Australia lead 3-0
Clarke v Bell
Is Ian Bell still in the English team? Really? His 2011 was amazing. He averaged 118. Since then, his annual returns have been 33.6, 41.8, 34.7 and a lowly 22.0 this year.
He has had 51 innings against Australia. His highest score is 115.
Not nearly good enough for a number 4.
Michael Clarke on the other hand is finding his way back after the injury that he finally succumbed to in Adelaide last season. His recent West Indies tour wasn’t great, but his captaincy is still the best in the business.
Clarke performs when under pressure. His 161* in Cape Town is legendary. His centuries in the first two Tests of the last Ashes set the scene. His hundred, when he couldn’t move due to a bad back and the loss of his mate Phil Hughes was herculean. What has Ian Bell done?
This could be the final hurrah for both these players. Clarke will play all five Tests if his back is willing. Bell is fighting off better and more deserved players.
Voges v Root
Let me be clear, in case you assume I suffer from bias-itis.
Joe Root is a star. He forms part of the Holy Trinity with Steve Smith and Kane Williamson. He is an unstoppable baby faced assassin. He will make runs in these Ashes. Lots of runs.
But none of them will win England a Test match. A Joe Root hundred is not like a Steve Smith hundred. A Joe Root hundred comes at number 5. If he is making tons, he is desperately trying to save the innings. When Steve Smith makes hundreds, they are at number 3. He is setting up the innings for a declaration.
So, whatever greatness Joe Root achieves in this upcoming series, it will be meaningless in regards to England’s chances.
Therefore, it doesn’t matter what I think of Adam Voges. He could make none for the whole series and it won’t affect the result.
Although the Voges v Root match up is therefore a nil all draw, we will give Root the point for future potential if he stops hiding at number 5.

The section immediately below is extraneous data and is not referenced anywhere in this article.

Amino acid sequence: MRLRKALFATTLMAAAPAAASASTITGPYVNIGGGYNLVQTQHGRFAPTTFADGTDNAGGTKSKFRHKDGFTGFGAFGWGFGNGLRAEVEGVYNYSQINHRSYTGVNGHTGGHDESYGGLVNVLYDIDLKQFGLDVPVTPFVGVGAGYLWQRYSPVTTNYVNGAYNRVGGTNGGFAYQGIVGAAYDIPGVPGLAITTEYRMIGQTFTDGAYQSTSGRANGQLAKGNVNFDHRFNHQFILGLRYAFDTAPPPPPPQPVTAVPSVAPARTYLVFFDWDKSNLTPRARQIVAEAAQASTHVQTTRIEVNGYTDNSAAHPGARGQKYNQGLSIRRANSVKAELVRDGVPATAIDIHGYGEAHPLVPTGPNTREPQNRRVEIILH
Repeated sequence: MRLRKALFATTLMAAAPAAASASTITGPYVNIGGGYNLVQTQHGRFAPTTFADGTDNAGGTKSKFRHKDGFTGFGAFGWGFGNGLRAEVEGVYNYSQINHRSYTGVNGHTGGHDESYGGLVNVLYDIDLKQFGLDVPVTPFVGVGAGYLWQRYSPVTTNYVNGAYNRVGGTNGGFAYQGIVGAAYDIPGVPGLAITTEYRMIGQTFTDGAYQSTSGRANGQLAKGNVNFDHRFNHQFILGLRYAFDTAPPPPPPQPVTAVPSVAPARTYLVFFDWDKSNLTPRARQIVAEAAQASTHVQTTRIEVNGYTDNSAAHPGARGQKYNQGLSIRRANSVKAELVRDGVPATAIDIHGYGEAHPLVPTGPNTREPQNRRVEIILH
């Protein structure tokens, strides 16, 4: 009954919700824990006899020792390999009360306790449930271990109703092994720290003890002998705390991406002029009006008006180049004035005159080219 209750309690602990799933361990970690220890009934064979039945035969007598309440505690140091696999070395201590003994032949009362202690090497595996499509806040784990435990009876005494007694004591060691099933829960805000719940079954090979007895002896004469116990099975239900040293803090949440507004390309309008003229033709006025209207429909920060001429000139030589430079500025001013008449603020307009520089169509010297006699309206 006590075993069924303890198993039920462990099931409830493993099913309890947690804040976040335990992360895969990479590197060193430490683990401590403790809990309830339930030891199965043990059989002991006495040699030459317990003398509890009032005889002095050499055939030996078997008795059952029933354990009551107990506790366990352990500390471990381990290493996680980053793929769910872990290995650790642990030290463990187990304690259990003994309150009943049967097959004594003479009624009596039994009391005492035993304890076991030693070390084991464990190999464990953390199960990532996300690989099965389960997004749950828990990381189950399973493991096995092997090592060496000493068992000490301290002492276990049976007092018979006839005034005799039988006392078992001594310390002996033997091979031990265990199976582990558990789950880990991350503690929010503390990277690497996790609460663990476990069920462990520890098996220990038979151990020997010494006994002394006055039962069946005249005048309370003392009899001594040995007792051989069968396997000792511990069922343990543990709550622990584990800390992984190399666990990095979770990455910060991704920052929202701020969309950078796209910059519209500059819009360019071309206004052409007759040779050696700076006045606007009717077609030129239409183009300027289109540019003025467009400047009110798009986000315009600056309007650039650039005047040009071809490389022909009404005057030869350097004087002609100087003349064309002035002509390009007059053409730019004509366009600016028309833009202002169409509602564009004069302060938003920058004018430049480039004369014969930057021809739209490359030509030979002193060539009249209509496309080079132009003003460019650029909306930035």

Australia lead 4-1
Watson v Stokes
Ah, Ben Stokes. The new Ian Botham. Better than Gary Sobers. He’s a Kiwi.
He is so exciting. English Madams are lining up to offer their daughters up to him.
There is just one small problem that is inconveniently ignored.
Ben Stokes has Test batting and bowling averages worse than Shane Watson.
So enjoy the merry journey that the red headed wonder is about to take you on. It involves frustration, bad DRS reviews and countless injuries. How do I know? We just lived it with Watson.
Based on the stats, and the stats don’t lie, this is an easy contest to adjudicate.
Australia lead 5-1
Brad Haddin v Jos Buttler
Buttler joins the long list of recent English wicket keepers who haven’t done much. Prior left the scene after giving away more byes in his final Test than he made runs. Bairstow’s performances in the last Ashes series were pure comedy – cringeworthy comedy.
Buttler appears to be the new flavour of the month.
It is hard to judge him on only eight Test matches to date.
Those of basic mind will surely point out his batting average is over 50. However, Moises Henriques once averaged more than Sir Don Bradman. Moises also once made a pair in a T20 match. He’s a special player.
Brad Haddin’s keeping is at the top of its game at present. It is good for at least one or two extra dismissals per match. This is partly offset by falls in his run making output, but in the scheme of things, he is still a solid bet.
Both have the ability to hit out, but Haddin gets the nod for his superior sledging ability.
Australia lead 6-1
Anderson v Johnson
If we were debating the merits of Corey Anderson, then this battle may have been a little closer. But we are not.